TPR対日貿易政策検討会合ステートメント 第1日目(2023年3月1日)

Trade Policy Review of Japan 2023
Opening Statement by Japan
Day 1 (1 March 2023)
Thank you Chair,
   First, Japan would like to express our heartfelt condolences to people who lost their beloved family members and friends in the devastating earthquake in Türkiye and Syria, as well as in the cyclone disaster in New Zealand.

1 Introduction

   Today, I am very pleased to be here representing Japan, I would like to express our sincere appreciation to the Chair, Ambassador MOLOKOMME. Japan also extends its warmest thanks to Ambassador AGUIAR MACHADO, whom we are honored to have as a Discussant. We would also like to acknowledge the WTO Secretariat, especially Mr. ALFARO, Director of the TPR Division and his team’s dedicated work over the past months. We also extend our thanks to all the ambassadors and delegates who are participating in today’s meeting.
   For this review, we received more than 600 questions from over 30 members. We are pleased to have been able to answer almost all of them, including those submitted after the deadline.
   The Trade Policy Review Mechanism worked very effectively in ensuring transparency of trade policies and practices of WTO Members, and contributed to maintaining and strengthening the multilateral trading system. Japan has passionately supported the activities of the TPRM. On this occasion, we would like to reiterate the importance of transparency in strengthening the WTO functions, and very much welcome the 7th Appraisal exercise initiated after MC12.
   Japan has achieved economic growth as a trading nation and has been consistently committed to free and fair trade, and to the multilateral trading system. Japan’s attitude has remained unwavering even in the midst of the current situation where protectionist trends after the COVID-19 pandemic and global economic uncertainty have become apparent. I would like to introduce some of our country’s key initiatives during the review period.

2 Economic policies aimed at both tackling social issues and achieving economic growth

(1) Toward More Difficult Times
   Since the previous review, the global environment has undergone dramatic changes, including the COVID-19 pandemic, Russia’s invasion of Ukraine, worsening climate change, and natural disasters. In Japan, the potential growth rate remains sluggish against the backdrop of a declining birthrate, aging population, and low productivity growth rate.
   The COVID-19 pandemic revealed that a supply chain that is excessively dependent on a specific country or region cannot secure the healthcare needed for citizens and cannot ensure stable production for companies.
   Russia’s invasion of Ukraine is creating unthinkable death and destruction to the Ukrainian people. The brutal actions against Ukraine is a clear violation of the fundamental principles of international law, which is the basis of the WTO, and pose a serious threat to world peace and security.
(2) Implementing the Kishida Administration’s "New Capitalism" Policy
   Facing these difficulties, Prime Minister Kishida formulated the "Grand Design and Action Plan for a New Form of Capitalism" in June 2022. The New Capitalism has four priority areas: (1) investment in people and distribution, (2) investment in science technology and innovation, (3) investment in startups, and (4) investment in green transformation (GX) and digital transformation (DX).
   The first three areas, human capital accumulation, including the facilitation of labor mobility by improving skills; advanced technology development; and start-up incubation are critically important in Japan where we are facing future labor shortages. In addition, digital transformation and green transformation are key areas to facilitate the transition to a post-COVID-19 society, as well as a new source of value-added.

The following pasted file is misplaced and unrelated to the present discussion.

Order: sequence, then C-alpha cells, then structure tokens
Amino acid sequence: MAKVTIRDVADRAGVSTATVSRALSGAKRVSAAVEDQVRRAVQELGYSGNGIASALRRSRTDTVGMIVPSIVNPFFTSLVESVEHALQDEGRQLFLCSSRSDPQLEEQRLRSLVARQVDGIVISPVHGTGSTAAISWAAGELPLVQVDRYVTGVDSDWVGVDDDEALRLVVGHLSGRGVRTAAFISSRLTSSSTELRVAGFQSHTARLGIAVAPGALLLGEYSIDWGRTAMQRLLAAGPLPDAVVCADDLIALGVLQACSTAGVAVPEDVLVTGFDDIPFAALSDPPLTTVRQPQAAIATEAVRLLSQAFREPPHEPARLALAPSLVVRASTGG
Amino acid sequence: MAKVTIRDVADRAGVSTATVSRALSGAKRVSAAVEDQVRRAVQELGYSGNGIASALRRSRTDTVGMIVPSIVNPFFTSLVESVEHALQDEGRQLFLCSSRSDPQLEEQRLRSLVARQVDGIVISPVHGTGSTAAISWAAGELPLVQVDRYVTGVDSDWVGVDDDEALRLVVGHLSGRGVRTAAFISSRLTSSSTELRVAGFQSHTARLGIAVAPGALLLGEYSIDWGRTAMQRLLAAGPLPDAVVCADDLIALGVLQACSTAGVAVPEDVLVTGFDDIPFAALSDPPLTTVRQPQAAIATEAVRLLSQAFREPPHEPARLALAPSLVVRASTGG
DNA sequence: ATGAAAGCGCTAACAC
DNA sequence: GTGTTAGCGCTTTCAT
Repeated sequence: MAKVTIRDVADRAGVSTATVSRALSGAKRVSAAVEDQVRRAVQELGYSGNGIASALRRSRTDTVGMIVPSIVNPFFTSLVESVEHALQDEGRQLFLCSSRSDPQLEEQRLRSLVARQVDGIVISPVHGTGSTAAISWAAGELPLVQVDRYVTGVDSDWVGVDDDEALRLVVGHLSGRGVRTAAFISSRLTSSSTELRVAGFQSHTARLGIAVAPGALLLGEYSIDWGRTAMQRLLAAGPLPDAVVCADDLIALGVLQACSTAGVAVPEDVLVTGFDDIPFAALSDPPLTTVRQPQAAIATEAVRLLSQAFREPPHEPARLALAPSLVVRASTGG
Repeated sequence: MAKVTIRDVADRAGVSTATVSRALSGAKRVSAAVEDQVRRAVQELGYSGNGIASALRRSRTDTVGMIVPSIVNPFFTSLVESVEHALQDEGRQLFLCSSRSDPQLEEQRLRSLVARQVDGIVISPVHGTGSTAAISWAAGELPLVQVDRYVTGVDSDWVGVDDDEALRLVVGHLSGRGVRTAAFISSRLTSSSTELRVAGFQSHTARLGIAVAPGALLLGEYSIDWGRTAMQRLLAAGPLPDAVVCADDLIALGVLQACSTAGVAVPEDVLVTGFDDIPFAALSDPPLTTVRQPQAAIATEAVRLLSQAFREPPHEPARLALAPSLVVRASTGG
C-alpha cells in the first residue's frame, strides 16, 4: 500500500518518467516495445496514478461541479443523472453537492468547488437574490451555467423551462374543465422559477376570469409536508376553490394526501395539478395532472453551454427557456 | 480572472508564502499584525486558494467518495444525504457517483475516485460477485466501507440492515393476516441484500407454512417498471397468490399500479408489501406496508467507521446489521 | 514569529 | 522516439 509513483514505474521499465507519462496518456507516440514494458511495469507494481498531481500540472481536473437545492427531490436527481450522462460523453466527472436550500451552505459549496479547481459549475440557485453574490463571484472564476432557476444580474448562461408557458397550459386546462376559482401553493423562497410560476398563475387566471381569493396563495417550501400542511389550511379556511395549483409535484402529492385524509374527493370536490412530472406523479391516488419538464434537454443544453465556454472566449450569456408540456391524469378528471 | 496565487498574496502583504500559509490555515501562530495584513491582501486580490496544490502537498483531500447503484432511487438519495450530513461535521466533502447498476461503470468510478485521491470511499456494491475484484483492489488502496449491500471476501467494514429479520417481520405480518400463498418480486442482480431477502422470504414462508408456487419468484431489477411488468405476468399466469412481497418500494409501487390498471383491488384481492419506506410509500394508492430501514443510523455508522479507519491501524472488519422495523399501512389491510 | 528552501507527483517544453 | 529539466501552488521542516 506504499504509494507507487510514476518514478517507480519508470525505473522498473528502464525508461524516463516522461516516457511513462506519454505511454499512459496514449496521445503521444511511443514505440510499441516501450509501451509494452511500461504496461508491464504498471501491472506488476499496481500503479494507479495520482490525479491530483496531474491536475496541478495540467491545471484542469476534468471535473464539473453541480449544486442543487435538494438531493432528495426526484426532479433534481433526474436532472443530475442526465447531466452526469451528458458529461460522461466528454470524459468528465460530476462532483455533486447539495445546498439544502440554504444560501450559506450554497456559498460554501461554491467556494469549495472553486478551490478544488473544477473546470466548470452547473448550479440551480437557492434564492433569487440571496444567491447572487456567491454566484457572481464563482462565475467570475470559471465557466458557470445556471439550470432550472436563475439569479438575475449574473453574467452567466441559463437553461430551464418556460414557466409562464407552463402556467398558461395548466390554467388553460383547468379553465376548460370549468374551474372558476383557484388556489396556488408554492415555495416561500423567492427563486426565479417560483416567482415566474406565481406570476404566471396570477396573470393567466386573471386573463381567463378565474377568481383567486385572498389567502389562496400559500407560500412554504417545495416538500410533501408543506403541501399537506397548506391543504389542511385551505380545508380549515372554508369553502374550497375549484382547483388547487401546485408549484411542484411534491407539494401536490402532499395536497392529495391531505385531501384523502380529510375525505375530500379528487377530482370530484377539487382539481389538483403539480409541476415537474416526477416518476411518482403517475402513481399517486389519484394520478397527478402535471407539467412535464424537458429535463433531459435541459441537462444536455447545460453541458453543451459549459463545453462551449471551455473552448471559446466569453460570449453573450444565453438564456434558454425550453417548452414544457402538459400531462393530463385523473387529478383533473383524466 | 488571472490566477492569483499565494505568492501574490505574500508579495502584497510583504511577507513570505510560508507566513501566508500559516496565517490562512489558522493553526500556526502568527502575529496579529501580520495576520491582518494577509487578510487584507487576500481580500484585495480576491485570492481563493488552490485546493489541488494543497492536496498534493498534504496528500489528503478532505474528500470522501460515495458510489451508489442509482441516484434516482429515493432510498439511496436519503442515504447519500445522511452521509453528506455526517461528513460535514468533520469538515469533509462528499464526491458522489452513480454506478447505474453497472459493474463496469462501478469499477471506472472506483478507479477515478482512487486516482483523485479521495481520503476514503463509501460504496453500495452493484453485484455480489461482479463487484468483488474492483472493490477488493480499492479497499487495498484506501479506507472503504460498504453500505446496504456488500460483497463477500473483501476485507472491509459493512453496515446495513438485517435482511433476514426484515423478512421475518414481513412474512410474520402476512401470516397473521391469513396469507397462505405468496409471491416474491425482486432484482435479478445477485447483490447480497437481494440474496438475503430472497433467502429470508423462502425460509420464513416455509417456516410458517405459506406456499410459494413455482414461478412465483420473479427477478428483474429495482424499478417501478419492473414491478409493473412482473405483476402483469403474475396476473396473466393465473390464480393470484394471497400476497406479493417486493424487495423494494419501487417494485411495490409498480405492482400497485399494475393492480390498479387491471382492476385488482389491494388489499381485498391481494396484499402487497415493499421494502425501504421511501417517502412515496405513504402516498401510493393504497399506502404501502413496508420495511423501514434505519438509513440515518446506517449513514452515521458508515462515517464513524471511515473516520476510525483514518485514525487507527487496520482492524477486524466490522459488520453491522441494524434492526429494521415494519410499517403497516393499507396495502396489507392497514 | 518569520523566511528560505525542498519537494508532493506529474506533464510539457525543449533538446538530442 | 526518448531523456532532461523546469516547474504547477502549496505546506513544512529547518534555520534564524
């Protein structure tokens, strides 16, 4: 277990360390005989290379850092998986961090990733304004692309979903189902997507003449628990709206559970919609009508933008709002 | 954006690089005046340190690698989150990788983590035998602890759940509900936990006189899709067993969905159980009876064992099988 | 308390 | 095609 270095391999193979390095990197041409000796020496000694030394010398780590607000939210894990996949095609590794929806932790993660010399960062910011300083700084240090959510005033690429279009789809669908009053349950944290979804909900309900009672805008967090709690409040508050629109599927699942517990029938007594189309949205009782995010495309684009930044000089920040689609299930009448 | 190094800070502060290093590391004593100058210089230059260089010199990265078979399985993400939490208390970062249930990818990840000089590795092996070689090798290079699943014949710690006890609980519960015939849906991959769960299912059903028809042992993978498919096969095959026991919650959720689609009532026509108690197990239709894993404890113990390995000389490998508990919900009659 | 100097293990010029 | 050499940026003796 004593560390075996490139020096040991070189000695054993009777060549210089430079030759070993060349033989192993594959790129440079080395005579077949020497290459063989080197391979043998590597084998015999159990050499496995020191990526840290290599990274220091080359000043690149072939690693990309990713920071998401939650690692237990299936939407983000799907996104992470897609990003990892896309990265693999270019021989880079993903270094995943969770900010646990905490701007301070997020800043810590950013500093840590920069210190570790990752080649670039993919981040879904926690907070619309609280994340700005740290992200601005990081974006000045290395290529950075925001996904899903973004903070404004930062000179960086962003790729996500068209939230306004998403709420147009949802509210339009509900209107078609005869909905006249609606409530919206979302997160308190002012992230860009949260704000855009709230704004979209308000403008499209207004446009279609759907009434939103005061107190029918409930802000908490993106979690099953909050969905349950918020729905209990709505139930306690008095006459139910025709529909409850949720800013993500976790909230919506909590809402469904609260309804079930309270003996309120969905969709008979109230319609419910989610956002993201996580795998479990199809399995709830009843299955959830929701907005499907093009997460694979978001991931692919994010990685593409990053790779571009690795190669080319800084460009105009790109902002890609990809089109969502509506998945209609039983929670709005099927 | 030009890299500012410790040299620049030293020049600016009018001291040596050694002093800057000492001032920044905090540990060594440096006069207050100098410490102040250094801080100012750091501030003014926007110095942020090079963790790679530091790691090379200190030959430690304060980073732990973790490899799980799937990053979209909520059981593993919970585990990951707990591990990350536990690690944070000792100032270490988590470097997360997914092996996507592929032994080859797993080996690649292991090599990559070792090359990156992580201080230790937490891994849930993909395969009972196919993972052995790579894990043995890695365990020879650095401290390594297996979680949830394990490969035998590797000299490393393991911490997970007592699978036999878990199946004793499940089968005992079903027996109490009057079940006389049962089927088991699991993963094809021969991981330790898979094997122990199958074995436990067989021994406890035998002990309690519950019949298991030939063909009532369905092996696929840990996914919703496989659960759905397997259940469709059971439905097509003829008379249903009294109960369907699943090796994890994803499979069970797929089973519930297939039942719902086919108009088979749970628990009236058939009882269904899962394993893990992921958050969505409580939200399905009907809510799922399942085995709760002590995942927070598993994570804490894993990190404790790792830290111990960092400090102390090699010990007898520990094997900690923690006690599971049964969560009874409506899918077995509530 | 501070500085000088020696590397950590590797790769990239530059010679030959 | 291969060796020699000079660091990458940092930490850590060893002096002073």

In addition, many Members asked in their written questions about Japan’s recent measures for intellectual property (IP). Japan is very conscious that creating, protecting, and utilizing intellectual property is vital for economic growth. During the review period, Japan revised the Basic Act on Science and Technology, and set a new target of achieving about JPY 30 trillion (about USD 220 billion) of R&D investment by the government and JPY 120 trillion (about USD 880 billion) of R&D investment by the public and private sectors combined over the next decade.
   In these increasingly difficult times, the scope of national security is rapidly expanding to the areas of economy and technology, and Japan will address national and economic security, as well as prioritize sustainable and inclusive growth. The Economic Security Promotion Act enacted in May 2022 provides a framework for (1) ensuring the stable supply of critical goods, (2) ensuring the stable provision of key infrastructure services, (3) supporting the development of cutting-edge critical technologies, and (4) keeping patent applications undisclosed. These measures are clearly consistent with the WTO Agreement.

3 Japan’s free and open trading system

 (1) Contribution to the multilateral trading system with the WTO at its core
   The multilateral trading system with the WTO at its core is the cornerstone of global trade and continues to be a pillar of Japan’s trade policy. Japan has proactively participated in each of the WTO’s three functions.
   Regarding the negotiation function, Japan, as co-convener of the e-commerce negotiations in the WTO, is leading the formation of high-level rules, including the liberalization of data flow, "Data Free Flow with Trust (DFFT)". The DFFT, advocated by former Prime Minister Abe at the 2019 Davos Forum, was shared as a foundational concept for data utilization and the launch of the "Osaka Track" was declared at the G20 Osaka Summit. As the importance of digitalization of the economy is widely recognized and further strengthened due to the impact of the COVID-19 pandemic, we will further accelerate negotiations in order to expand the circle of cooperation among the volunteer countries and to bring about concrete results.
   We have been constructively engaged in negotiations on agriculture, including negotiations with reference to non-trade related concerns. In particular, given the current situation, food security is one of the issues that we need to tackle in an urgent manner. Also, as one of the biggest net food-importing countries in the world which relies on imports for more than 60% of our food needs, food security is at the forefront of citizens’ concerns throughout Japan. From this viewpoint, we are prepared to participate in the discussions, including the technical ones, to find pragmatic outcomes.
   We have also been actively engaged in the negotiations on fisheries subsidies. Currently, we are in the domestic process of concluding the Agreement on Fisheries Subsidies adopted at MC12, and we recently contributed approximately CHF 760,000 to the newly established fund based on this agreement, as the first Member to do so.